The Des Moines Register, a highly influential newspaper in the Hawkeye State, has announced its endorsements for the 2016 presidential election, nine days before the state goes to vote in the caucus. On the Republican side, the paper endorsed Senator Marco Rubio and former Secretary of State Hillary Clinton was endorsed on the Democratic side.
Of Rubio the paper wrote, “We endorse him because he represents his party’s best hope.” The editorial board described him as a optimistic leader and “whip-smart.” However, the board also writes that “Yet more recently, he has pandered to rising pessimism in his party.”
The paper endorsed Clinton for the Democratic Iowa caucus, eight years after it first endorsed her. They wrote, “No other candidate can match the depth or breadth of her knowledge and experience.” However, the paper criticized the former Secretary of State for not owning up to mistakes that she makes. “That appears to be a lesson she has yet to fully embrace.”
Of the other two candidates in the Democratic primary, the paper finds Senator Bernie Sanders “to be a man of courage and principle who has the ability to rally others to his cause.” The paper largely dismisses former Governor Martin O’Malley, saying “he seems better suited to a Cabinet-level job in a Clinton White House.” The paper also concludes that the caucus is a choice between Sanders and Clinton for Democrats.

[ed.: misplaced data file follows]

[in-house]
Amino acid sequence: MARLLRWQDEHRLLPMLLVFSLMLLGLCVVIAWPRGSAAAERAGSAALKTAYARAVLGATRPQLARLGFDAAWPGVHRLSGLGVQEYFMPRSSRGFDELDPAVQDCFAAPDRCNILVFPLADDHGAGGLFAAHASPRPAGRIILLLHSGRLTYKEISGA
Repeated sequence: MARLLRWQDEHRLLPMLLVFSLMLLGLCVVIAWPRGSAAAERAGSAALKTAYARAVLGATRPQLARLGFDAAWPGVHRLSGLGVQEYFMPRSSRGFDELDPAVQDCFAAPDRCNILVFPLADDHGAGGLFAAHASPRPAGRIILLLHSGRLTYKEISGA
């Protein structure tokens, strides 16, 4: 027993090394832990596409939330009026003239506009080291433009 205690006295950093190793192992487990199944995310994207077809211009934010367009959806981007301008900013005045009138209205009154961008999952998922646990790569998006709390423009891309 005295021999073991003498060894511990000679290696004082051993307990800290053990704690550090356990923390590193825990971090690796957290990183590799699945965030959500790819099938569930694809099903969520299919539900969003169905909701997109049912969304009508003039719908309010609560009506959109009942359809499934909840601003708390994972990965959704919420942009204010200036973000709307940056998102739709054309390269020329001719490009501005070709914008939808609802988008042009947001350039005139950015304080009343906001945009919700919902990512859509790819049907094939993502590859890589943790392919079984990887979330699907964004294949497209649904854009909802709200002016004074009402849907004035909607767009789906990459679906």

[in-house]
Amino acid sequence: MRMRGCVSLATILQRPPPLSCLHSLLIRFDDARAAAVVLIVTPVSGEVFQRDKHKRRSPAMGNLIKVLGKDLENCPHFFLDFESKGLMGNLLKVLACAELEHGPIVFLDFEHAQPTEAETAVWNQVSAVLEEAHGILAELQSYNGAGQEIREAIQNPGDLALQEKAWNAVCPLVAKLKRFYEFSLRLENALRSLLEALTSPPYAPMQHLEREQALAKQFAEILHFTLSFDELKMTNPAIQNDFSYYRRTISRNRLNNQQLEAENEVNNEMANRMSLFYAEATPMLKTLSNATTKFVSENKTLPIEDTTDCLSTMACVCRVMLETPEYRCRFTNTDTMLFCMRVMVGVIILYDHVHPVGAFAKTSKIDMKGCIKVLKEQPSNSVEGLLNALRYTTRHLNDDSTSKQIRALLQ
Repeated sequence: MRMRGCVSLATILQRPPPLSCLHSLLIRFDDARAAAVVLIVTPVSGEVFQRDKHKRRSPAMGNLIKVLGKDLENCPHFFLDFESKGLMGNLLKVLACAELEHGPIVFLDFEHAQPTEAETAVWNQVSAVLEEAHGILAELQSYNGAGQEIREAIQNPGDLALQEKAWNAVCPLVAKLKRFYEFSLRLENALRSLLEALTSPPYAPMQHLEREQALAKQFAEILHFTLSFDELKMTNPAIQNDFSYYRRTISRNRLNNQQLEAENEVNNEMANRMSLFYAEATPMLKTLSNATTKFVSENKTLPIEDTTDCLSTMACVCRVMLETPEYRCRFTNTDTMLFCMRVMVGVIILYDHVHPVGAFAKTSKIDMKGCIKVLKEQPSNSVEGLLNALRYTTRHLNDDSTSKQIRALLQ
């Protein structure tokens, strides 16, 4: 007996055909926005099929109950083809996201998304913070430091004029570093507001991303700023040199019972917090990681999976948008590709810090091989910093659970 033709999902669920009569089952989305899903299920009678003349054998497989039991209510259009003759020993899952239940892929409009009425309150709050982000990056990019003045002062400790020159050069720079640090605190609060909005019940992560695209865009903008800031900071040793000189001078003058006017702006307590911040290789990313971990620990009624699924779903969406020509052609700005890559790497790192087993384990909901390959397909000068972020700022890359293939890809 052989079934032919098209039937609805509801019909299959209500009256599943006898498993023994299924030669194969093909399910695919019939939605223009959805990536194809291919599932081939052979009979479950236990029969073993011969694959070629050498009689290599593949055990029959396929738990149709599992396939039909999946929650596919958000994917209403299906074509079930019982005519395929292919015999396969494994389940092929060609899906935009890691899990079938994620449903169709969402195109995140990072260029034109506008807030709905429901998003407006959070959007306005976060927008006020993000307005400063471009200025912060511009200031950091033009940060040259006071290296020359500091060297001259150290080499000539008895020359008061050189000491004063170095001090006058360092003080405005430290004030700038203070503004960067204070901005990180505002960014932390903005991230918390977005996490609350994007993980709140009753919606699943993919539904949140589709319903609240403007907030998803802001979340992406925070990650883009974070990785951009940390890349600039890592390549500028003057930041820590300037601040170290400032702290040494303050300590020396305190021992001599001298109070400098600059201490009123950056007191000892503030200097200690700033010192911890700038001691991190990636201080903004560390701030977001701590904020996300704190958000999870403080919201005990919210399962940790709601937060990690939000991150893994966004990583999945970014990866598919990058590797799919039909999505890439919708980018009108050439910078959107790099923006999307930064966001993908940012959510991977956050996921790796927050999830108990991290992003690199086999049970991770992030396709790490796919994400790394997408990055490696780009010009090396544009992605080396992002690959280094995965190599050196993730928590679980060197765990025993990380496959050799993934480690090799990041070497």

The paper has not had a successful track record in the past for the caucus. In 2012, it endorsed former Governor Mitt Romney, who lost to former Senator Rick Santorum on the Republican side. In 2008, it endorsed Clinton and Senator John McCain, who lost to then-Senator Barack Obama and former Governor Mike Huckabee, respectively. In 2004, former Senator John Edwards was endorsed on the Democratic side and then-Senator John Kerry won. In 2000, the paper endorsed Senator Bill Bradley on the Democratic side and Vice President Al Gore won the caucus. However, the paper endorsed then-Governor George W. Bush on the Republican side who won the caucus.
With less than ten days until the Iowa caucus, Clinton is in an tight fight against Sanders for the Democratic nod. Polls show a decreasing lead for Clinton and Sanders could benefit from enthusiastic supporters on his behalf at the caucus. On the Republican side, Donald Trump and Senator Ted Cruz are leading the pack. Neither of the state frontrunners met with the paper for an interview, but the paper said that that did not factor into their endorsement decision.